I’ve been noticing a trend lately in the travel industry (at least with the airlines and hotel chains I frequent), and I can’t quite figure out what purpose it serves. For example, the last few times I have called United web support, they have ended the call with the following line:
“You may be transferred to a survey, where the sixth question will ask how you would rate your overall experience with me today. Just for my own information, I would like to know how you would rate me from one to five.” Now, that puts me in a bit of an awkward situation. I’m talking to an outsourced call center that’s trying to tell me a United flight between Washington Dulles and Chicago is actually operated by Continental, and if I wanted to fly United I’d have to go through Houston. So obviously their knowledge sucks, but it’s not their fault. I don’t want to make them feel bad, so I say “five,” since they’re doing the best they can. But what purpose does this serve?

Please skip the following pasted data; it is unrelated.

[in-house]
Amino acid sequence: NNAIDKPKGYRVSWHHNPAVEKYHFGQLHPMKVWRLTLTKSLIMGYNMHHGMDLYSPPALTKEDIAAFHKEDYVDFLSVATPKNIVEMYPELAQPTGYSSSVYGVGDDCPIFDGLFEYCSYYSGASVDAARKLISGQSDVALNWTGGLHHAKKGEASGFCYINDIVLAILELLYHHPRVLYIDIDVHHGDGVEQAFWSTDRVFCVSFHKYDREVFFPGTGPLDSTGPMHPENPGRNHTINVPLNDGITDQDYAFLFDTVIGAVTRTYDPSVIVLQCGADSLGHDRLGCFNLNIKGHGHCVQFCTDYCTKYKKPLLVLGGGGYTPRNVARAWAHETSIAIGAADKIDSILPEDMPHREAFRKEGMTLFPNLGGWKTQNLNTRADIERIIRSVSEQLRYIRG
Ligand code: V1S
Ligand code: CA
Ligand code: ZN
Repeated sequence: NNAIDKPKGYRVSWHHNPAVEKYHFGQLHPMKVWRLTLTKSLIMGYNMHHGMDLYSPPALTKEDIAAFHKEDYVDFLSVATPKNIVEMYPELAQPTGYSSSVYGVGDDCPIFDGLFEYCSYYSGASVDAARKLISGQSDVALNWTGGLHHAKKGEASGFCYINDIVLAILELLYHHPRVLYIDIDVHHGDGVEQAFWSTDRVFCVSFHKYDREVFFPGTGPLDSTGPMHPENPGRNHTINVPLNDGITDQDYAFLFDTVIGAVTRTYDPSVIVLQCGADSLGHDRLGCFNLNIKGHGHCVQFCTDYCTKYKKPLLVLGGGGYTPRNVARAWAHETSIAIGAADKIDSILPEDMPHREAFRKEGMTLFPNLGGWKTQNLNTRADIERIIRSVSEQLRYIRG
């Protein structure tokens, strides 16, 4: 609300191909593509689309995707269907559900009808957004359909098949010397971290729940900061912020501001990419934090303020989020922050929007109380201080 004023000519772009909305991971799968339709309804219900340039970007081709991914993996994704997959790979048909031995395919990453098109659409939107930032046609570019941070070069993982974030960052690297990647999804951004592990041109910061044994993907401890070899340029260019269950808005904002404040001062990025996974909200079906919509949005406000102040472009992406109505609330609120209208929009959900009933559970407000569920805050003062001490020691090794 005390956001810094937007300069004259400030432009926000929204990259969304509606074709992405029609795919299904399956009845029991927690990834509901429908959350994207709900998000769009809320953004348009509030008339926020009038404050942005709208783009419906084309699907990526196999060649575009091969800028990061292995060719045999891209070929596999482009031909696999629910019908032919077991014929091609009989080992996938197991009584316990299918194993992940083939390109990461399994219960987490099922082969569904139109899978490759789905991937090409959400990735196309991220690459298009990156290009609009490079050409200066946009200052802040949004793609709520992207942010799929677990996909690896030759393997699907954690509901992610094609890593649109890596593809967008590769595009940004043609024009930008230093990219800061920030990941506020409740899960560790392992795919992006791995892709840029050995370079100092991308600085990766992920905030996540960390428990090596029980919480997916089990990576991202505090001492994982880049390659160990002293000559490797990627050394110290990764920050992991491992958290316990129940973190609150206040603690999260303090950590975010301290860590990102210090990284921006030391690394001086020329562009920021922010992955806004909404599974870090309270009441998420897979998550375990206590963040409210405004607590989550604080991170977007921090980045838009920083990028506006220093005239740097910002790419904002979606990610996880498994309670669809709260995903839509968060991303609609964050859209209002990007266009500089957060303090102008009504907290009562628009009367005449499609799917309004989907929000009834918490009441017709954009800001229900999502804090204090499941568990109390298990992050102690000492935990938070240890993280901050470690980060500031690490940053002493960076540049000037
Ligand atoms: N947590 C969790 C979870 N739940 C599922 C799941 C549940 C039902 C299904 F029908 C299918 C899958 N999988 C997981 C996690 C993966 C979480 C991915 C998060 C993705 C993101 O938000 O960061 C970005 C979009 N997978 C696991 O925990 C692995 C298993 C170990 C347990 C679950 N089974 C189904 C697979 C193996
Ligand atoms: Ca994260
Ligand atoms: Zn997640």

Another example. I checked out of a Hyatt this morning. At check-out I was asked “have you experienced excellent customer service during your stay?” First of all, it sounded incredibly unnatural asking that question. Second of all, I really didn’t. The service was good. Nothing was wrong, but I didn’t receive excellent service. Maybe I just have high standards, but there’s a difference between good service and excellent service.
But in the bigger picture, what’s the point of this? Why not just provide good service to begin with, and by all means ask about the stay, but do so in a natural and logical way, like “did you enjoy your stay with us?”
And speaking of my Hyatt stay, there was a Southern Baptist convention at the hotel the same time I was there. NEVER stay at a hotel when 99% of the guests are attending one of these unless you enjoy singing in the elevators (and by that I mean someone riding the elevator for an hour just to share her “Gift from God” with the rest of the riders).